Unit History: British Defence Liaison Staff (BDLS) Ottawa
The British Defence Liaison Staff (BDLS) is the diplomatic arm of the Ministry of Defence and exists in Canada, USA and Australia under a reciprocal arrangement. The British High Commission in Ottawa has a BDLS, reflecting the historical and more extensive common defence interests shared by both countries.
BDLS is headed by a Brigadier and Defence / Military Adviser. Either a RAF Group Captain or Royal Navy Captain alternates every 3 years as the Navy / Air Adviser and a RAF Squadron Leader or Royal Navy Lieutenant Commander acting as the Assistant Adviser, thereby ensuring all three Services are represented.
What does BDLS do?
BDLS undertakes 6 core functions as follows:
Provides advice to the British High Commissioner and senior High Commission staff on defence-related matters
Liaises with the Ministry of Defence in UK and the Department of National Defence in Canada on matters of common interest e.g. NATO, peace-keeping, British military training in Canada
Supports defence equipment purchases and sales
Represents the British Ministry of Defence at functions such as air shows, Remembrance Day Services, Attache/Adviser functions
Administers the Personnel Exchange Programme in Canada
Handles inquiries from Canadians relating to British military matters e.g. recruiting, pensions, records of service and medals.
NATO / peace-keeping
Being historical allies, Britain and Canada, are helping to shape the expanding NATO alliance, as a means of promoting political and economic stability.
British military training in Canada
Canada possesses vast expanses of uninterrupted, largely uninhabited terrain not available in Europe which are ideal for undertaking battle group exercises as well as low-level flying training. Since World War II the Royal Air Force has benefited from flying and combat training in Canada initially at Goose Bay, Labrador and more recently as partners in the NATO Flying Training Centre at Cold Lake. The British Army enjoys the use of the base at Suffield in Alberta where British military personnel take part in extensive training exercises.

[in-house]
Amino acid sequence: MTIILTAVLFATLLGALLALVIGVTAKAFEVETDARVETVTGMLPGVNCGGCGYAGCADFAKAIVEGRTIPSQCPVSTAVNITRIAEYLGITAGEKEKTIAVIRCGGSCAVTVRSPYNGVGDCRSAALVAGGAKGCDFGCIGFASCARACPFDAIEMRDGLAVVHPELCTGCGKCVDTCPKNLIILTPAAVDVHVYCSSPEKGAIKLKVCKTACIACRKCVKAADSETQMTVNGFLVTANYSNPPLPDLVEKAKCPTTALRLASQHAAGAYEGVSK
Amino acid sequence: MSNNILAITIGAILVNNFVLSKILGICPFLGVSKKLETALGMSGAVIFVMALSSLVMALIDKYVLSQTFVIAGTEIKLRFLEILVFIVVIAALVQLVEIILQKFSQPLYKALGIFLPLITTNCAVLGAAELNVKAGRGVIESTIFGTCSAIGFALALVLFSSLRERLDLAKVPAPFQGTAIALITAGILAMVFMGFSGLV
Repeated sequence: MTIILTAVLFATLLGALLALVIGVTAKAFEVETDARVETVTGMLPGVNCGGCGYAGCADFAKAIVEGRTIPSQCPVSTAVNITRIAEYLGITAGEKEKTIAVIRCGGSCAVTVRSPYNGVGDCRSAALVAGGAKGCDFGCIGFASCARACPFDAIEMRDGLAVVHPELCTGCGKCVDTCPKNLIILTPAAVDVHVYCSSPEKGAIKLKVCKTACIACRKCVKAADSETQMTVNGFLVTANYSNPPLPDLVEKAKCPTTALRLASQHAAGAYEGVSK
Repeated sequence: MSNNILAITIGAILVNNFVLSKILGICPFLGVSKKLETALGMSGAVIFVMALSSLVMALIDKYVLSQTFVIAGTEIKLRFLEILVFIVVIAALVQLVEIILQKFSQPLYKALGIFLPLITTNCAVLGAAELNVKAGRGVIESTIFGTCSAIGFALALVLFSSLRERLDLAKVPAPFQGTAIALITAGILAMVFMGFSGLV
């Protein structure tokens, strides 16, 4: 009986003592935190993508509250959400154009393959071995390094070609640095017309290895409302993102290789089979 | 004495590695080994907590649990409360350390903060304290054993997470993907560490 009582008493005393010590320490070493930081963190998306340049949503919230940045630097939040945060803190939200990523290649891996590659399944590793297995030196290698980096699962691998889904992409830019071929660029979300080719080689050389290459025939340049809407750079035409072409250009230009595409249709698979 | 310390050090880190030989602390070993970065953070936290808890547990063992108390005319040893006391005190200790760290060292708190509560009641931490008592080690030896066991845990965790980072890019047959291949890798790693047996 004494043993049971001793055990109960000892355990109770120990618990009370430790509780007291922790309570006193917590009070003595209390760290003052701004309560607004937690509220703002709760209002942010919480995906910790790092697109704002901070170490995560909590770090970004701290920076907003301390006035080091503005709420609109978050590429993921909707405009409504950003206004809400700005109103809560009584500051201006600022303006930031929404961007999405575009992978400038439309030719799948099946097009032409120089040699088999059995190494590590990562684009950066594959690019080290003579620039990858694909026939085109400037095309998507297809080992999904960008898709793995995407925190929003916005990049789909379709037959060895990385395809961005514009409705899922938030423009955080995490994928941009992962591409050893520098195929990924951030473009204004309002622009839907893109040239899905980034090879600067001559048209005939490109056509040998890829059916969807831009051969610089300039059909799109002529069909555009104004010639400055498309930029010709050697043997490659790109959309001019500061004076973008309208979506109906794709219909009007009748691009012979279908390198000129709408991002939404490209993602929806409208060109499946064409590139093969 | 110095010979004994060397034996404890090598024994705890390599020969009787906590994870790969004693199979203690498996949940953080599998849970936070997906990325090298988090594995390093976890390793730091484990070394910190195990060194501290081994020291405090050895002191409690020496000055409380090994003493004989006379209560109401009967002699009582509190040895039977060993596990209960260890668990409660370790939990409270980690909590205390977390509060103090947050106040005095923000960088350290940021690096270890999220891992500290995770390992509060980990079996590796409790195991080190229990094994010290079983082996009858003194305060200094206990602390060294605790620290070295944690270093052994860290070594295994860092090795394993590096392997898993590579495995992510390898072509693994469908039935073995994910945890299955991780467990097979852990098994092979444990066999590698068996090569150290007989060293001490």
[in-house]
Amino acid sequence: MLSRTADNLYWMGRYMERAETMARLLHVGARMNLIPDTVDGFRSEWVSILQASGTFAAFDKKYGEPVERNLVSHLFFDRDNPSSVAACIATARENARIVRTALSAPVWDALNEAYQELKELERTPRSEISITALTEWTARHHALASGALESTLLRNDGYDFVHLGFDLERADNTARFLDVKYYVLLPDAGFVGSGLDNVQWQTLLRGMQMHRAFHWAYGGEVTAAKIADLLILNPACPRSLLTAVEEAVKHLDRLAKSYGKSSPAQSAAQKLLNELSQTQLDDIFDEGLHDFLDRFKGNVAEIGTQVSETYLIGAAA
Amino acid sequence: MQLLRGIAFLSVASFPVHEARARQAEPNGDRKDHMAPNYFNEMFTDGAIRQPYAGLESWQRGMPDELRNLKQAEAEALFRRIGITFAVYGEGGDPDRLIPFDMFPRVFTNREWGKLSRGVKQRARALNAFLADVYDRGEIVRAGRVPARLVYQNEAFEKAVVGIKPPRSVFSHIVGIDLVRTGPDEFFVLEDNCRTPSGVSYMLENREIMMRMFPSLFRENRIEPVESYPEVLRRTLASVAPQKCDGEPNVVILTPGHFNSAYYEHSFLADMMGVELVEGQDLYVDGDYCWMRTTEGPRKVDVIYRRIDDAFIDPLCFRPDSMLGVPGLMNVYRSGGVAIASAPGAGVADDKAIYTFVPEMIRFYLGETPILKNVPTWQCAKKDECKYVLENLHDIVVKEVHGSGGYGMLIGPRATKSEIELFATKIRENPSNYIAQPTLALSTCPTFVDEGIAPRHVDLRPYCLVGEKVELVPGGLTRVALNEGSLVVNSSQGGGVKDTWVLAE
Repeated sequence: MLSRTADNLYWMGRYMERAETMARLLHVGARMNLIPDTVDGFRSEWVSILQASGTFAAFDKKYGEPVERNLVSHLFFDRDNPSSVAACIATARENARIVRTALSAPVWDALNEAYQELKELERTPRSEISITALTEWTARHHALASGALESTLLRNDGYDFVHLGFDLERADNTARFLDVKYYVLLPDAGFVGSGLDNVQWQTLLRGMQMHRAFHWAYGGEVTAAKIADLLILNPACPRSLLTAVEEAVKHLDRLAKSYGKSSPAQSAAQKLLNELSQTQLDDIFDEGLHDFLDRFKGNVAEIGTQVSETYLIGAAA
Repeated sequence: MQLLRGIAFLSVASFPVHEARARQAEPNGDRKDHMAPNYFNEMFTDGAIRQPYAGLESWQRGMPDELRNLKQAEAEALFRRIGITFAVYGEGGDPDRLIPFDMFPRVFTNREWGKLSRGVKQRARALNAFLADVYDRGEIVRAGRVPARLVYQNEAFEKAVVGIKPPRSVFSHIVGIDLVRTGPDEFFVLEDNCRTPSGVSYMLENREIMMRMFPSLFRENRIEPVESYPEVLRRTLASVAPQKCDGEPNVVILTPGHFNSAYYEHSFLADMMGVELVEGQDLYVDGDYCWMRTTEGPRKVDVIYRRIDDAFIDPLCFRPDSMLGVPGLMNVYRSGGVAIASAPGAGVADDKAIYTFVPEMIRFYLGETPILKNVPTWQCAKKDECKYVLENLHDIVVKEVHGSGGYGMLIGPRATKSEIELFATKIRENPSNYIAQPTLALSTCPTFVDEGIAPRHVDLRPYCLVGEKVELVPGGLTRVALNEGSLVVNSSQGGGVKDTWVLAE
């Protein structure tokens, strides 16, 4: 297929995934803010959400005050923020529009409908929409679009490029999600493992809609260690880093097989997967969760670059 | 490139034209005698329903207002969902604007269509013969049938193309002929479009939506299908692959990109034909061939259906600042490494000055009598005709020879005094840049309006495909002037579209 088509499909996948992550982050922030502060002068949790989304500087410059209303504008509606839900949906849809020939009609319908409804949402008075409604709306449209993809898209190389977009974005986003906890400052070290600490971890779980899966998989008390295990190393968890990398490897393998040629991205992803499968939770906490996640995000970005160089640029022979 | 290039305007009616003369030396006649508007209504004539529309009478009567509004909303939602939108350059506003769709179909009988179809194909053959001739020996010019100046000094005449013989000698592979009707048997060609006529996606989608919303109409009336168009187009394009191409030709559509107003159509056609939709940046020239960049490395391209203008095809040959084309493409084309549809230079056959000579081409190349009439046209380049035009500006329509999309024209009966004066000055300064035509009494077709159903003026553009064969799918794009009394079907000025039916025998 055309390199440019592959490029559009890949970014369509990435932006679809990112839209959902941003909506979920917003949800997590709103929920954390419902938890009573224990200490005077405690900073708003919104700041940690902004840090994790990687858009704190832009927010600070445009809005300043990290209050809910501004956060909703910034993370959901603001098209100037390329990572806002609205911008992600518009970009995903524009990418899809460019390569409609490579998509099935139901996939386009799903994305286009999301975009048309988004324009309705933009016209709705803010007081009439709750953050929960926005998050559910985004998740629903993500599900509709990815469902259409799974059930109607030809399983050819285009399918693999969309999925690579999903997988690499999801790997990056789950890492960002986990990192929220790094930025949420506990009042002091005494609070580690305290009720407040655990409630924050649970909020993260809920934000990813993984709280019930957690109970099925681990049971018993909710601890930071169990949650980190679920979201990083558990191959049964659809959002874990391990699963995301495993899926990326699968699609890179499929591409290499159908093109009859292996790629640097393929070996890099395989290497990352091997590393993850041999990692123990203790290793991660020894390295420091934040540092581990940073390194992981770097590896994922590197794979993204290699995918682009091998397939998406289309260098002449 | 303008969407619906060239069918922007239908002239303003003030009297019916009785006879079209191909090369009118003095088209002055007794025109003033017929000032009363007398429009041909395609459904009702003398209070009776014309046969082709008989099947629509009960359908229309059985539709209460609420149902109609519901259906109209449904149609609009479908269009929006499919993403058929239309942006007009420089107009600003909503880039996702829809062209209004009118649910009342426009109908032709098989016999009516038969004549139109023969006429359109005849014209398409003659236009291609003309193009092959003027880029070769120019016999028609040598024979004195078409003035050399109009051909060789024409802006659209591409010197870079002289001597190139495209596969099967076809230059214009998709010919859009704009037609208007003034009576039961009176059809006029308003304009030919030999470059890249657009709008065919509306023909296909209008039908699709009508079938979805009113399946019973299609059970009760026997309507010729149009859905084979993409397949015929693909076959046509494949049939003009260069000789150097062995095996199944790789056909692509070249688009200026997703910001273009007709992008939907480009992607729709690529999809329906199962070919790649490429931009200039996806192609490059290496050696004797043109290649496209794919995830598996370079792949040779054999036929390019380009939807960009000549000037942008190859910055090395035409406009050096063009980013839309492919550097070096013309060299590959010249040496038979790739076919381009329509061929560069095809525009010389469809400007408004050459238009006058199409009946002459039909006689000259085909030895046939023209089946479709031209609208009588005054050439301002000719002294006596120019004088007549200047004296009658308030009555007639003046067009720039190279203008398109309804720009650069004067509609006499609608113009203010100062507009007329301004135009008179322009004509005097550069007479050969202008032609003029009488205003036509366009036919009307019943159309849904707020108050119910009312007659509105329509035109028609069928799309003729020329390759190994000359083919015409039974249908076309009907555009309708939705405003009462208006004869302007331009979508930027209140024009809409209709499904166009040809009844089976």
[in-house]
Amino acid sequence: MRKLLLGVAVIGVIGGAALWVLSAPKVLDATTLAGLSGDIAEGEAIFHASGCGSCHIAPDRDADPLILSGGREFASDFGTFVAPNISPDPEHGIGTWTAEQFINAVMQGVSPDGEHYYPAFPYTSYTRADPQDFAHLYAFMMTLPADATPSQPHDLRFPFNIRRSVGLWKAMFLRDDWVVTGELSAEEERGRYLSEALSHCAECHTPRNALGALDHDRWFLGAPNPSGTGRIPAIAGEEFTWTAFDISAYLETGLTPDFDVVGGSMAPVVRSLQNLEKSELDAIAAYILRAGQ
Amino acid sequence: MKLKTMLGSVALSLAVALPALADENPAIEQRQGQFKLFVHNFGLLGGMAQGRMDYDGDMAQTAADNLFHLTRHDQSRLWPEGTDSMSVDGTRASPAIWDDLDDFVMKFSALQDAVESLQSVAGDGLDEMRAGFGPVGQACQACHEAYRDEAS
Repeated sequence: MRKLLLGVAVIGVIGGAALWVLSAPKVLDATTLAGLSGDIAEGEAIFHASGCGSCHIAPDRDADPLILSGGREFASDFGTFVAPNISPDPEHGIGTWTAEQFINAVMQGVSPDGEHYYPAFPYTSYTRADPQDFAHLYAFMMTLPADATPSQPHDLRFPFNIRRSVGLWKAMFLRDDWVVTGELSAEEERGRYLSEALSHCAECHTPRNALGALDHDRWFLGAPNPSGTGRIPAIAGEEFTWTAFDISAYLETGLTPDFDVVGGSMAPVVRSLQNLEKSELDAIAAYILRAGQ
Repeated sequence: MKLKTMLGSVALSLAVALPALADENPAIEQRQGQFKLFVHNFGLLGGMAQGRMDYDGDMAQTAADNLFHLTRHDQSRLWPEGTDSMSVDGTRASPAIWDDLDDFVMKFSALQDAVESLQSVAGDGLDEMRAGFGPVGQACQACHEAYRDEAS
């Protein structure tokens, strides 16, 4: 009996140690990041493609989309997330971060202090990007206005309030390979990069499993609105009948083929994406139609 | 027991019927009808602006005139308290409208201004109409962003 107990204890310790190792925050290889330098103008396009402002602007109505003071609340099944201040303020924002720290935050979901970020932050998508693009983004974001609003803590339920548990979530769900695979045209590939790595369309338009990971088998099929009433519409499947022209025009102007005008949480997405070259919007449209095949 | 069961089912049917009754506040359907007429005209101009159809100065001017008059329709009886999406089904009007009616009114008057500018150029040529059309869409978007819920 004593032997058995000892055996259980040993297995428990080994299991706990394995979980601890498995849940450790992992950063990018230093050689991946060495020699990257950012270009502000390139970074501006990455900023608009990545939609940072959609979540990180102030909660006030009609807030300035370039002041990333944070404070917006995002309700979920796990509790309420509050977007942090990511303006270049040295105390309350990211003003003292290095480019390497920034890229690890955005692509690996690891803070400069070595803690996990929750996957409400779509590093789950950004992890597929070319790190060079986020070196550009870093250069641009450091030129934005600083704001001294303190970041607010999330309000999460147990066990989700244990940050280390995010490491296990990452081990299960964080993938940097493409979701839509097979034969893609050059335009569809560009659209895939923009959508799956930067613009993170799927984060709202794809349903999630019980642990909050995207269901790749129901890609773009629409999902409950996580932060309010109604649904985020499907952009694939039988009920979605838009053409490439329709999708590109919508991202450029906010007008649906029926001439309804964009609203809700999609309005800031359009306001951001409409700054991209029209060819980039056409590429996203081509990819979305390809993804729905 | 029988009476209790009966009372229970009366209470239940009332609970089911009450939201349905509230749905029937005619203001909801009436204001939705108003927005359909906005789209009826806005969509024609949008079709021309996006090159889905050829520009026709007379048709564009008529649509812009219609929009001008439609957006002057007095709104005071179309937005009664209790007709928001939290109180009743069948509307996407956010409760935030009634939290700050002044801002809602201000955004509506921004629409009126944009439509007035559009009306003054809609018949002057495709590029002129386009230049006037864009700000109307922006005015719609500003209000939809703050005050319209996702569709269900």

Defence equipment purchase/sale
BDLS plays an important role in negotiations for the purchase/sale of defence equipment. British and Canadian companies have benefited from an active reciprocal defence trade. Over the last 6 years, approximately $1.4 billion worth of contracts have been generated in each direction. Recent British contracts for Canadian companies include:
GD (Canada) providing the UK armed forces with a tactical combat radio communications system
CAE training and systems packages for the RN Astute submarine
CAE hi-tech training systems and simulators for RN and RAF helicopter training
Recent Canadian contracts for UK companies include:
Purchase of 19 BAES Hawk aircraft for the NATO Flying Training Programme
Purchase of 4 ex RN Upholder class submarines (renamed Victoria class)
Purchase of 15 Augusta/Westland (Cormorant) helicopters for search and rescue
Military representatives in Commonwealth High Commissions are called Advisers rather than Attaches. These Advisers have formal representational responsibilities throughout the year such as the Remembrance Day ceremonies and other anniversaries where Canadian and British servicemen fought side-by-side. The Military Advisers at BDLS also take a very active part in the Attache/Adviser community in Ottawa, which includes members from most of the major military powers in the world. Working within this group helps to promote agreement and understanding amongst respective Governments.
Personnel Exchange Programme
Building on traditions developed in the two World Wars, the British and Canadian armed forces maintain their links and broaden experience through both a Personnel Exchange and a loan Programme; this currently involves 70 Navy, Army, Air Force and civilian personnel.